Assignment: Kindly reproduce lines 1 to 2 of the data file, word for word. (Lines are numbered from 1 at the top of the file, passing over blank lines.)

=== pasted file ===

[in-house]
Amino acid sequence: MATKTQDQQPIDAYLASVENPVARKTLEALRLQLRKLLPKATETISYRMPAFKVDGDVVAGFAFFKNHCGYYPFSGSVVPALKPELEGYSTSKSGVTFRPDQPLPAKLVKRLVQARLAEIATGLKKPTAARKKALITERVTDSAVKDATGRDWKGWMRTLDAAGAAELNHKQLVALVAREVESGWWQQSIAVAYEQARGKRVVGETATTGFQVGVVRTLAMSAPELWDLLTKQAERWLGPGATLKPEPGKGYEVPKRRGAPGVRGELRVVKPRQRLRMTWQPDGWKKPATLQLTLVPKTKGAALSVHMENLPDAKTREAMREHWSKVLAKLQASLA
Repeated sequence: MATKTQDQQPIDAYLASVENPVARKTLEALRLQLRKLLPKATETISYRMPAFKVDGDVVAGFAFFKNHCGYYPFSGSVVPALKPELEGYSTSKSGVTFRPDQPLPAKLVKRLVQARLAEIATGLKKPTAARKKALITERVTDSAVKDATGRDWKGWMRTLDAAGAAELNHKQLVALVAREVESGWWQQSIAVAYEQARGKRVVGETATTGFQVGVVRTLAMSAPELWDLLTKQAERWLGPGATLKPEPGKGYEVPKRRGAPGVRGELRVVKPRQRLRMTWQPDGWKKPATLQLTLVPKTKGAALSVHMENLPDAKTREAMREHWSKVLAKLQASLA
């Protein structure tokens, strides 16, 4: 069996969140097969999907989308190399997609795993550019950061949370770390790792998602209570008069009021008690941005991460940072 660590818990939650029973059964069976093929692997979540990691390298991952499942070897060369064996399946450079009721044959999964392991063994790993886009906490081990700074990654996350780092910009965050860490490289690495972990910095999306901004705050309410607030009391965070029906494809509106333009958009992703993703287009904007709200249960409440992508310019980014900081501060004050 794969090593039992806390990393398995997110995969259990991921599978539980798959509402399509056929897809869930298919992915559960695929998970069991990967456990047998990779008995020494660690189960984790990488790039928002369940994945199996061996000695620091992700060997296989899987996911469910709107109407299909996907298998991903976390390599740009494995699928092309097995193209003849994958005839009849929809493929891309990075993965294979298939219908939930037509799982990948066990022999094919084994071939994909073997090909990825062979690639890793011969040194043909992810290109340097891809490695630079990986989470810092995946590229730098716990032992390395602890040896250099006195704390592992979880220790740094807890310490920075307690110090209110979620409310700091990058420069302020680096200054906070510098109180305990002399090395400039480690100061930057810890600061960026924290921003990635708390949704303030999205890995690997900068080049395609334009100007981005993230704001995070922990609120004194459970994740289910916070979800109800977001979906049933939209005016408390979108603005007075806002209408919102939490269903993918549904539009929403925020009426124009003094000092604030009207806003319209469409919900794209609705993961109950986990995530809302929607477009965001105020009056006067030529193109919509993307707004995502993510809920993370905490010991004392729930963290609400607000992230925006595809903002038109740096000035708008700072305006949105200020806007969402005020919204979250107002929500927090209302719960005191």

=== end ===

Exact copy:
[in-house]
Amino acid sequence: MATKTQDQQPIDAYLASVENPVARKTLEALRLQLRKLLPKATETISYRMPAFKVDGDVVAGFAFFKNHCGYYPFSGSVVPALKPELEGYSTSKSGVTFRPDQPLPAKLVKRLVQARLAEIATGLKKPTAARKKALITERVTDSAVKDATGRDWKGWMRTLDAAGAAELNHKQLVALVAREVESGWWQQSIAVAYEQARGKRVVGETATTGFQVGVVRTLAMSAPELWDLLTKQAERWLGPGATLKPEPGKGYEVPKRRGAPGVRGELRVVKPRQRLRMTWQPDGWKKPATLQLTLVPKTKGAALSVHMENLPDAKTREAMREHWSKVLAKLQASLA